Each expert’s answers contribute to the consensus forecast equally. This week, McAndrew and Reich explored the possibility of weighting experts based on their accuracy in past surveys, but they decided against it. “The performance of individual experts has varied from week to week, and we haven’t found a benefit to using different weights for each expert to build more accurate consensus distributions,” they said.

Here’s what the researchers said this past week.

What is the smallest, most likely and largest number of total cases that The COVID Tracking Project will report on April 5?

When the survey was sent out on March 30, The COVID Tracking Project was reporting about 141,000 COVID-19 cases in the U.S. The survey asked how many total cases will be reported on April 5, and even just a week out, there was a great deal of uncertainty in many of the experts’ forecasts.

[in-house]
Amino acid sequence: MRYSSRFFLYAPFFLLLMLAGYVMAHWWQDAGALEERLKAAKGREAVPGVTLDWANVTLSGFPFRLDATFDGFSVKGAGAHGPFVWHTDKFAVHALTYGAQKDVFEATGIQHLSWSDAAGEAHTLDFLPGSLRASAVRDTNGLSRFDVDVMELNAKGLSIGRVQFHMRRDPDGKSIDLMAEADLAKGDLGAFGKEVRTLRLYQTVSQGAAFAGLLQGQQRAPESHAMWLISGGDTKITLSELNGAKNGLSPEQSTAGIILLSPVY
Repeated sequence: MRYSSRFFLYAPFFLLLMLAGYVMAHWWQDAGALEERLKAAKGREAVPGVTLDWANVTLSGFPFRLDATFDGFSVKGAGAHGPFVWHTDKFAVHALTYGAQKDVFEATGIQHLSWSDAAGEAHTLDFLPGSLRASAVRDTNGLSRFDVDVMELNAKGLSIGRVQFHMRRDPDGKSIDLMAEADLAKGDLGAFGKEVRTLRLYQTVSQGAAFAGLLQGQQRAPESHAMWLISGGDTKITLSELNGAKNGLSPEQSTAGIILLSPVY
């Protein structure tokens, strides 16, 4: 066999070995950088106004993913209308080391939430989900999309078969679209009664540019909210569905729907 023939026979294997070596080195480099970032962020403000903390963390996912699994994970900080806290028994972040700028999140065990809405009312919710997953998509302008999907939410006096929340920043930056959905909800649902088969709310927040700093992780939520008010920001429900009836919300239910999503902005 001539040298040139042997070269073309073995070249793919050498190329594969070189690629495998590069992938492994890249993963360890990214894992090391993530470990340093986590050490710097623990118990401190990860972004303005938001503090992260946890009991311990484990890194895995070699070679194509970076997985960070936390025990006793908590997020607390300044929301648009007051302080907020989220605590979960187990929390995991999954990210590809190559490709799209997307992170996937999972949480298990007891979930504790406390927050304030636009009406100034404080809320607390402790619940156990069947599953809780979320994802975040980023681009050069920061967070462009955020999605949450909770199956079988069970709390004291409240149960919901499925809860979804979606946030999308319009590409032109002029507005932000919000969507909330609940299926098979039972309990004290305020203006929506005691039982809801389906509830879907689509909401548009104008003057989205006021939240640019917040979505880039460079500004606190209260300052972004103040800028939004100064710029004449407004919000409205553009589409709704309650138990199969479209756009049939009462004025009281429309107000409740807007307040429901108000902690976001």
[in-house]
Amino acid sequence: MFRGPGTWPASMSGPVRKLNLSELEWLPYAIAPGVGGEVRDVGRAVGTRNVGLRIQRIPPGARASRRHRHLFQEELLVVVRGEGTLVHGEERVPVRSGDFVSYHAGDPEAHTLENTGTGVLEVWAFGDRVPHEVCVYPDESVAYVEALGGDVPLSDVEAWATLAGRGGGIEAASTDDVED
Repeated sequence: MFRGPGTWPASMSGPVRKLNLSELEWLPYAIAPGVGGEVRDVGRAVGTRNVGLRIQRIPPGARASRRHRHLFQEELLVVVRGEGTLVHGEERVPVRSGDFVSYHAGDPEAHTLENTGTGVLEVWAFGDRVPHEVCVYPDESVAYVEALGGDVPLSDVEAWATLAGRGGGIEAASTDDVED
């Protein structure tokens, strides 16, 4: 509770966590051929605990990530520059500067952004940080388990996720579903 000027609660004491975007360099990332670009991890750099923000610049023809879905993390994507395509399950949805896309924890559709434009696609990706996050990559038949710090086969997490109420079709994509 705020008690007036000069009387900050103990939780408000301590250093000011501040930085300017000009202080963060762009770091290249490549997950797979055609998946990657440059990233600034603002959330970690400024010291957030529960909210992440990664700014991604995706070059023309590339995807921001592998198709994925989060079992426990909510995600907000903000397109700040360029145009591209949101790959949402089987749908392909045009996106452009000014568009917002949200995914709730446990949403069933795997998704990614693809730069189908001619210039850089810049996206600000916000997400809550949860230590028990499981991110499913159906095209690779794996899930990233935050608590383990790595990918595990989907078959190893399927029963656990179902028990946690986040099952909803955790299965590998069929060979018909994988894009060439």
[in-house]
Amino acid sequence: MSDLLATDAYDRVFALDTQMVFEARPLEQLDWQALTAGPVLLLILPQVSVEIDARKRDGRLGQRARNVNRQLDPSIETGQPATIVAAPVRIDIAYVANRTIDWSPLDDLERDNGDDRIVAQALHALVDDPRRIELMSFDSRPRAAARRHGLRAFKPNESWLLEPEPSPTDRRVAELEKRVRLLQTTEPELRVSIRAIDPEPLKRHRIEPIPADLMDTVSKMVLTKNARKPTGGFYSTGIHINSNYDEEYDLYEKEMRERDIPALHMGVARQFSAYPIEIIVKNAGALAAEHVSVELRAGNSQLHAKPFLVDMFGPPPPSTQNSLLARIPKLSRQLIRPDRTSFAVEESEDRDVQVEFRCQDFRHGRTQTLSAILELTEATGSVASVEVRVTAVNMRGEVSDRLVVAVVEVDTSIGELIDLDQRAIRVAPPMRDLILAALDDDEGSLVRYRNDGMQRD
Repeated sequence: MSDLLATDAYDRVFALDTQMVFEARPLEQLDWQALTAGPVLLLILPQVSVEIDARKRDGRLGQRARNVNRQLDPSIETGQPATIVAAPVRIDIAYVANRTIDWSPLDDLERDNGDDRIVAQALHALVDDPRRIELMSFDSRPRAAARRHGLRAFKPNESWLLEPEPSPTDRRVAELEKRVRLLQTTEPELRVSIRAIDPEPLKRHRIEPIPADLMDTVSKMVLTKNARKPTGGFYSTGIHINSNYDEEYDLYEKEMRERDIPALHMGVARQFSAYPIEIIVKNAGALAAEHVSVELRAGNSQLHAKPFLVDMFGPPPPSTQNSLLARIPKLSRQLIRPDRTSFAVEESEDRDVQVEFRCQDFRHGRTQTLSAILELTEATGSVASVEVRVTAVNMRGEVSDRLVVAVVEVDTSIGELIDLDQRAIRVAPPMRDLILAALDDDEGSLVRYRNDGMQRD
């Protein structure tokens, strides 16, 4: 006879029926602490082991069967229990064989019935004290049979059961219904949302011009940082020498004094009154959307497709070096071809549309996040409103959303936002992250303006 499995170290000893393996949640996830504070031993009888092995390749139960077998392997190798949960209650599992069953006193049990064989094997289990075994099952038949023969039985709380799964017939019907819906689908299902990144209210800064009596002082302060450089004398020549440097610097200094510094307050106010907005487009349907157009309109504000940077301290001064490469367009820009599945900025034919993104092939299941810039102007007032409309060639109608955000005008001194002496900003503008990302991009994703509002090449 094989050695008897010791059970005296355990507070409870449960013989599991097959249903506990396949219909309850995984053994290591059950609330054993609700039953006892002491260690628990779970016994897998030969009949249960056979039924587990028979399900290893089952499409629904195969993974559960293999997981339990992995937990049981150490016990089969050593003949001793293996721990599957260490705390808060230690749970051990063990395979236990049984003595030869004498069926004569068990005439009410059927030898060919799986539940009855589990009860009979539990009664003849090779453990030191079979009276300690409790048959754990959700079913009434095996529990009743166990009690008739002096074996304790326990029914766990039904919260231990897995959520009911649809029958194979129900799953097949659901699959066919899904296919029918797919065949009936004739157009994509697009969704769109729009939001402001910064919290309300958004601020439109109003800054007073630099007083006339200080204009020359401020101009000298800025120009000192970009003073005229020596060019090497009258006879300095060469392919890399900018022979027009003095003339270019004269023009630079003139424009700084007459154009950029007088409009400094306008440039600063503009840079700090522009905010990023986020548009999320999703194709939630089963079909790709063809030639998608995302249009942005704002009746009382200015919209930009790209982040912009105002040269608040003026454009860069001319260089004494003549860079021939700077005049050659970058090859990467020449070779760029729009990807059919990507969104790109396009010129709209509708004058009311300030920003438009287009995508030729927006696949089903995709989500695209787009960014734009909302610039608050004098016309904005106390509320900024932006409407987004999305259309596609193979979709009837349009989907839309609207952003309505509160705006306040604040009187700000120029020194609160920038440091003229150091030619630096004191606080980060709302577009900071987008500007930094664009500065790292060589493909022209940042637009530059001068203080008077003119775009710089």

Mary Bushman, a postdoctoral researcher at Harvard University’s Center for Communicable Disease Dynamics, said much of the uncertainty in case counts is related to the availability of testing. “It’s hard to know whether testing capacity will continue to increase and keep pace with increasing numbers of infections.”

The expert consensus suggests that about 387,000 cases will be reported on April 5, with a 90 percent chance of between 256,000 and 643,000 cases being reported. Last week, the consensus forecast predicted around 117,000 cases as of Sunday, March 29, and there turned out to be about 139,000.

How many people will die in the U.S. due to COVID-19 this year?